I have been thinking about my love for nature, which I would describe as still growing.And did I always love nature? I'm not sure.
I certainly did notconsciously love nature as a young child. But in mymany, manymemories of childhood, the outdoor worldplays a starring role: drinking in the sweetness of lilac as I roller skated past our neighbor's hedge; walking home from school in crispOctober sunshine; examining the season's first snowflakesas they fell; chasing lightening bugs, barefoot through the grass,on a summer evening. All of these moments arepleasant to recall. But did Iever think to myself, at the time,that I loved the nature around me? Never.Nature was simply there, as were family, home, everything else in my life. I took it all for granted, as kidsdo.
It wasn't until early adolescence that Iknew I loved nature. I remember vaguely, as a sixth grader,going alone on a Saturday morning totheUniversity of Washington arboretum, nearour Seattle home.The one clear spot in that hazy memory is standing, in wonder, by atiny stream that ran through a meadow-like space in the arboretum. The stream was a pretty little thing, running clear and unencumbered between grassy banks.The stones, mosses, and twigs in the stream all shonevividly through themovingwater. I felt astirring inside, an excited new aliveness.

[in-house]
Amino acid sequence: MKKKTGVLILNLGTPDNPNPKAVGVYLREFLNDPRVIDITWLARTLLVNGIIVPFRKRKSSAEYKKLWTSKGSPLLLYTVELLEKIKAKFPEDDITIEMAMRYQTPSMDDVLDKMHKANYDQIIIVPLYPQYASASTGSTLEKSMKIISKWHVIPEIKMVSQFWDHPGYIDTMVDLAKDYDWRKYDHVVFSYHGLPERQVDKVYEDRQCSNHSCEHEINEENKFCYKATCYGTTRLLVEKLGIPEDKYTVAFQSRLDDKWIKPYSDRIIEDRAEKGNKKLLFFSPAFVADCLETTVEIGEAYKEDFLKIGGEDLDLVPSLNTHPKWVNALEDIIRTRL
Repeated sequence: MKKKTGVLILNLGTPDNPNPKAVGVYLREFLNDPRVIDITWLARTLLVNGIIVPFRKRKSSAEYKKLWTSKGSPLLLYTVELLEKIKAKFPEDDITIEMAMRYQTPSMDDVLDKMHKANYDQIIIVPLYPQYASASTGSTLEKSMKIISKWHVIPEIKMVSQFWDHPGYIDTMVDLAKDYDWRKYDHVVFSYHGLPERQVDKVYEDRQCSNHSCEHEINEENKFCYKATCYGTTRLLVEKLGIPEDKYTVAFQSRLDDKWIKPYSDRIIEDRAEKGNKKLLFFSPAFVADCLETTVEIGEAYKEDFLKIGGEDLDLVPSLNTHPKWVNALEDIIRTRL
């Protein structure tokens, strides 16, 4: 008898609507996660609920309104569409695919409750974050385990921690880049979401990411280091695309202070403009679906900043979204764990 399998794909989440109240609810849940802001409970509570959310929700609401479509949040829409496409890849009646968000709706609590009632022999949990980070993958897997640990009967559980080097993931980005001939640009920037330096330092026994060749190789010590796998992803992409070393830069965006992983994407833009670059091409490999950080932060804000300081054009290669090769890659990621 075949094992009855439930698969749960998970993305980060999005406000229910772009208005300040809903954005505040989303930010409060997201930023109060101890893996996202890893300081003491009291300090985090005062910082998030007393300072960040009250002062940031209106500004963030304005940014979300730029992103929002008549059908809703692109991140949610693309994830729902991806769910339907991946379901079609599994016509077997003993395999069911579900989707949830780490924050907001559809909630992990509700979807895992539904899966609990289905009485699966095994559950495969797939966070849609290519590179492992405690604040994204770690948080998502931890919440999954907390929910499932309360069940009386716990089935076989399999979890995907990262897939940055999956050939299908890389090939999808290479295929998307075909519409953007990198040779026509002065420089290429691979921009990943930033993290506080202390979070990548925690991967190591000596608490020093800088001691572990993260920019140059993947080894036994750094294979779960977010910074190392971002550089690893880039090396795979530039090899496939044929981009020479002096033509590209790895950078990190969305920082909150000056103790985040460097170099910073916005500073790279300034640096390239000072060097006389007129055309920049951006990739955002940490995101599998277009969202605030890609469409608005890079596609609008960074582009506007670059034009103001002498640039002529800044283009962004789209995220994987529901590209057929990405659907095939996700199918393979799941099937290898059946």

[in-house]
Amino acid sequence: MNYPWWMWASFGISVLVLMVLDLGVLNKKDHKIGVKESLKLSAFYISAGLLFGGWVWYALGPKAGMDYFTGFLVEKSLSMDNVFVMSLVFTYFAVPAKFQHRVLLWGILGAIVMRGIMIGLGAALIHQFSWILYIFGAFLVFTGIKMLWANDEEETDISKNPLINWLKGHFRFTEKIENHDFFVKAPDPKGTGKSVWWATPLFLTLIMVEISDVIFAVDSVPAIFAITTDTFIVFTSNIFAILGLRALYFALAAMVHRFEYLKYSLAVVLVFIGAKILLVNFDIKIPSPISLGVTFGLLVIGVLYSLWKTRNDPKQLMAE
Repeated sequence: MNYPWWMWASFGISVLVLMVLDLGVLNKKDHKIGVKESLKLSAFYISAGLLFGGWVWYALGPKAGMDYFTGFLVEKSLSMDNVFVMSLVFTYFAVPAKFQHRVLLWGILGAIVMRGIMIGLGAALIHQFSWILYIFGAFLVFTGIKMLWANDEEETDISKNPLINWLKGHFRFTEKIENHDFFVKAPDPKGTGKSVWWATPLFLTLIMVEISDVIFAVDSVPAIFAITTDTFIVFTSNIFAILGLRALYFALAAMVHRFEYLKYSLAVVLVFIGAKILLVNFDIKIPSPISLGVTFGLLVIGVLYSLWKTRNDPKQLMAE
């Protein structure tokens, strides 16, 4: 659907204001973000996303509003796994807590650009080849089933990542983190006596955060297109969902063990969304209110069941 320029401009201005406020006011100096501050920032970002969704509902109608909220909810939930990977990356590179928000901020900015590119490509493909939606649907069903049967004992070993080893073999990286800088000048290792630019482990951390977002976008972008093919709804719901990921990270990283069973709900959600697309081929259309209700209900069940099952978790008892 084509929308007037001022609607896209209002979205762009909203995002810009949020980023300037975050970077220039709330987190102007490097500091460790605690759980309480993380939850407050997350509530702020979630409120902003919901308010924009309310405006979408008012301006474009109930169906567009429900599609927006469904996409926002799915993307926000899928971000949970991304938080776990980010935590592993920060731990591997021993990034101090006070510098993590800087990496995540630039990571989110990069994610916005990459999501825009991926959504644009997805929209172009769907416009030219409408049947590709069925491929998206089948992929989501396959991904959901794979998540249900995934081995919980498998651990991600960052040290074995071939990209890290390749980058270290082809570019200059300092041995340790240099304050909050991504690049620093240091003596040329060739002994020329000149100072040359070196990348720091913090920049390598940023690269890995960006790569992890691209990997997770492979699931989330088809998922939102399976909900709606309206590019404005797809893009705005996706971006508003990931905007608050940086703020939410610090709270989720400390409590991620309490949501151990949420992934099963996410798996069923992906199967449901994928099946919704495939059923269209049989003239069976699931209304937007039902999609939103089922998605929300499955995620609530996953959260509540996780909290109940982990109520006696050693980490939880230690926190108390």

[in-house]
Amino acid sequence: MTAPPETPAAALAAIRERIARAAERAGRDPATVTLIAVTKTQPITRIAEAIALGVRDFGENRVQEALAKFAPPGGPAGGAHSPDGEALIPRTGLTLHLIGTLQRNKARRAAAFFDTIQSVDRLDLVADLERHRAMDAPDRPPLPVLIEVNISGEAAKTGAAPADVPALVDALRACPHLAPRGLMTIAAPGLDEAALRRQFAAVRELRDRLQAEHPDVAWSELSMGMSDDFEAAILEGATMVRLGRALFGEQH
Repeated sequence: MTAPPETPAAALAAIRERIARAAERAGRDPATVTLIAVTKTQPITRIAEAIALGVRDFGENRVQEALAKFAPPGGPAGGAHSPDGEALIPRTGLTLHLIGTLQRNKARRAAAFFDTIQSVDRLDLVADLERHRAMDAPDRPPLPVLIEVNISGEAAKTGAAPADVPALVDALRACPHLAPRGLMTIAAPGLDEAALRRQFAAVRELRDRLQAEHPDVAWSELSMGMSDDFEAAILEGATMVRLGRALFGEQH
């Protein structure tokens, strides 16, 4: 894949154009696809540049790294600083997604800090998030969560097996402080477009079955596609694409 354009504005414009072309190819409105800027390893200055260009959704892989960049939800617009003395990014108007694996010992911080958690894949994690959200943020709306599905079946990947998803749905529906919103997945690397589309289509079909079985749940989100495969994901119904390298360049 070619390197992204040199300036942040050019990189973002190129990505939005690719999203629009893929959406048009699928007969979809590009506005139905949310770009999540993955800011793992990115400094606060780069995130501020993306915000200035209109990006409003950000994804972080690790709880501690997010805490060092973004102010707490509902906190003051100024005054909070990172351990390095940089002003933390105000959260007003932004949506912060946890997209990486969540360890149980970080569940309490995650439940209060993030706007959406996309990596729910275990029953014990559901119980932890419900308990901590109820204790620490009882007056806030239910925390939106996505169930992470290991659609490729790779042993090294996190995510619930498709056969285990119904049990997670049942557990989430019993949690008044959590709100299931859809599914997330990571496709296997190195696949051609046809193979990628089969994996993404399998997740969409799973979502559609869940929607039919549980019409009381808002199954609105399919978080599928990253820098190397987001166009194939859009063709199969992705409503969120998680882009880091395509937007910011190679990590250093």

Today I am not sure just why that scenewas so special; no doubt I had seen prettier sights before that morning at the arboretum.The specialness of standing by the stream, that has stayed with me all these years,must havehad something to do with my age. Early adolescenceisa time of "waking up,' Iremember my son'ssixth grade teacher sayingabout a decade ago. I assumedhe was talking about sex, but I think adolescence is also a time whenmany young people begin to come alive spiritually.
Yes, I believe I was looking at that little stream through new eyes. And they were the eyes of one who had decided on her own to visit the arboretum, who had gone there by herself, just as a grown-up might. I had chosen this experience all on my own, and it belonged to me.
In the months that followed my visit to the arboretum, Ibegan seeking other opportunities to be alone in nature. On weekend campouts with my Girl Scout troop, I needed to be the first one up in the morning, so that I could take a walk by myself in the quiet woods.There I found delight and a deep happiness.
Even now,the forest is where I go to soothe my spirit, to center myself.And while sharing the forest with a loved one can also be a fine experience, it is when I am in the forest alone that I am most deeply connected with the earth's sacredness.These days I frequently go into the woods alone for what I call "Spirit time.' These forest forays have given rise to many of the most heartfelt writings Ihave shared on my website, www.TheEarthConnection.org.